If you and I could sit across my kitchen table from each other, and you were to say, “I’m just not sure I can keep homeschooling. . . I feel like such a failure. . .”, I would tell you with great empathy that I had felt the exact same way and that I, too, had been ready to quit.

For three successive years, I would start our homeschool in September with great enthusiasm and the best products I could find. . . but after about a month, the chore of doing school—with its approach of “Now we are going to learn this fact”—was so unpleasant that I would quietly put the textbooks away, hoping no one would notice. I would go back to the things my children enjoyed doing, like playing with play dough and taking walks and singing songs and having stories read aloud to them.

But, by the third year of failing to make it past the first month, I felt so guilty that I was ready to quit. When I told my husband, the professional teacher, that I just couldn’t keep going, he said to me what I want to say to you.

“Why don’t we pray and ask God how to homeschool these kids?”

It was such a simple suggestion, and, yet, it changed everything. Not at first, of course. You have to give God time to work—time to help you begin to see the world of learning in different ways.

As the next few weeks and months progressed, several things happened that helped me discover there were other ways to homeschool beyond the model I had been following—the model of set schedules, specific classes, sitting down at a desk, and filling out workbooks. During this transitional time, I unexpectedly met families who created an environment for learning that made it enjoyable and interesting, even fun, and, as a result, their kids loved learning! I learned from them what I had not known before, that homeschooling our own kids allows a freedom to explore topics, to approach learning from a hands-on and out-loud experience, to do science outside among falling leaves, to sit and listen to my children’s ideas and dreams without saying, “No, we don’t have time for that. Get back to work!”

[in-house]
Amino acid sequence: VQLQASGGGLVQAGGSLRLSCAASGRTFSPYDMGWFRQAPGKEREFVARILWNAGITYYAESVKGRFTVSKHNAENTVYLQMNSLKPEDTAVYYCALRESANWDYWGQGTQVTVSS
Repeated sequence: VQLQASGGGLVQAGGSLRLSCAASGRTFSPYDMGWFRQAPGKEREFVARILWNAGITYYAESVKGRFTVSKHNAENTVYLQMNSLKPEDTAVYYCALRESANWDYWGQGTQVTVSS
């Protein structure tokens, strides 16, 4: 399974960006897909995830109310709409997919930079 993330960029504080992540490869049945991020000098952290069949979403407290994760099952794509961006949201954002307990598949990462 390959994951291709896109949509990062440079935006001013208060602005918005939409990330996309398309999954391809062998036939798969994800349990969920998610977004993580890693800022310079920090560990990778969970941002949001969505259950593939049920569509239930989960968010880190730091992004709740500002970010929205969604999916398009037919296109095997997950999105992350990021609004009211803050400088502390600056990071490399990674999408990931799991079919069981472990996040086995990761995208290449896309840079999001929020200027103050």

That was more than twenty-five years ago, dear friends. The stories that came after are so much better, so much different. . . If we had the time, I would tell you about when my daughter won the VFW National Youth Essay Contest (and the great time we had in Kansas City as she read her essay to over 8,000 VFW members), or when we had the chance to sing for Rosemarie Trapp, one of the daughters of “Sound of Music” von Trapps. I’d love to describe the emotions we experienced when Maori men in New Zealand told us that our family had reminded them of what “family” was supposed to be. . . And so many more.

All these later stories were possible because I came to the point of desperate need, and then sought God in that moment.

Your story is as real as mine. This is not a “Don’t give up” lecture, this is a “Seek Him with all your heart and watch what happens” story.

Remember, stay relational.